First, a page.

Nov 12, 2017
Female-owned beauty salons for African American women in the United States between the 1920s and 1950s were look upon as the golden age for beauty culturist. Middle-class black beauticians, who had education but faced racial discrimination in other ‘female’ careers (like nursing and education), had particular investment in seeing themselves as professionals. Meanwhile, African American beauty industry leaders claimed their business was bettering the lives of black women, not just by helping clients to look their best, but also by offering occupational opportunities to working-class African American women. Thus beauticians often invoked the rhetoric of racial uplift when explaining the importance of their work.
Today, 2017, are Black salons still regarded in the same light as safe havens? How has salon integration changed the conversation about race? Do Black women feel because of salon inclusion that they no longer have a safe haven to feel free to discuss what's going on in their community?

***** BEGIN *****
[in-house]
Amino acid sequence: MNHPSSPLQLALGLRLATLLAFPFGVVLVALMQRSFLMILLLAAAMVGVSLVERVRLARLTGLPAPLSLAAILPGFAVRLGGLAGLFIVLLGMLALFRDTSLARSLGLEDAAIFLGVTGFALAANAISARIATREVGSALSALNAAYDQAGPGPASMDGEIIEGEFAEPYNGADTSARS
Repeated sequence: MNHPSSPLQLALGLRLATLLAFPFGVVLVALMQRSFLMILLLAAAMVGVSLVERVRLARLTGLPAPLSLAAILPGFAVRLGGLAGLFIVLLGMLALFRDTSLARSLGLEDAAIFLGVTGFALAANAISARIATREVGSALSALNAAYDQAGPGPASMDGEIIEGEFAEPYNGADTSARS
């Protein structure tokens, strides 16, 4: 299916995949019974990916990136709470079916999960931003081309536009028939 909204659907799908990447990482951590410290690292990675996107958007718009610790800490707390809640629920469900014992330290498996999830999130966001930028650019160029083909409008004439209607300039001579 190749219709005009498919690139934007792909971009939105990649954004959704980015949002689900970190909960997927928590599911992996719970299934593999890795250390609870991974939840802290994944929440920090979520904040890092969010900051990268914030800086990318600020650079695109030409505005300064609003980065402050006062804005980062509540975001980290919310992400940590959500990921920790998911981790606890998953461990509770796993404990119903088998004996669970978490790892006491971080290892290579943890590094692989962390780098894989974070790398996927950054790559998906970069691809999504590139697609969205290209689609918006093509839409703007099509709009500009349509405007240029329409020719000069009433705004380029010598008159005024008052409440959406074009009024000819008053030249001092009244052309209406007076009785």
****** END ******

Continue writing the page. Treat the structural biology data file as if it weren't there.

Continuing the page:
Walker, S. (2008). “Independent Livings” or “No Bed Of Roses”?: How Race and Class Shaped Beauty Culture as an Occupation for African American Women fro the 1920s to the 1960. Journal of Women’s History. 20(3): 60-83.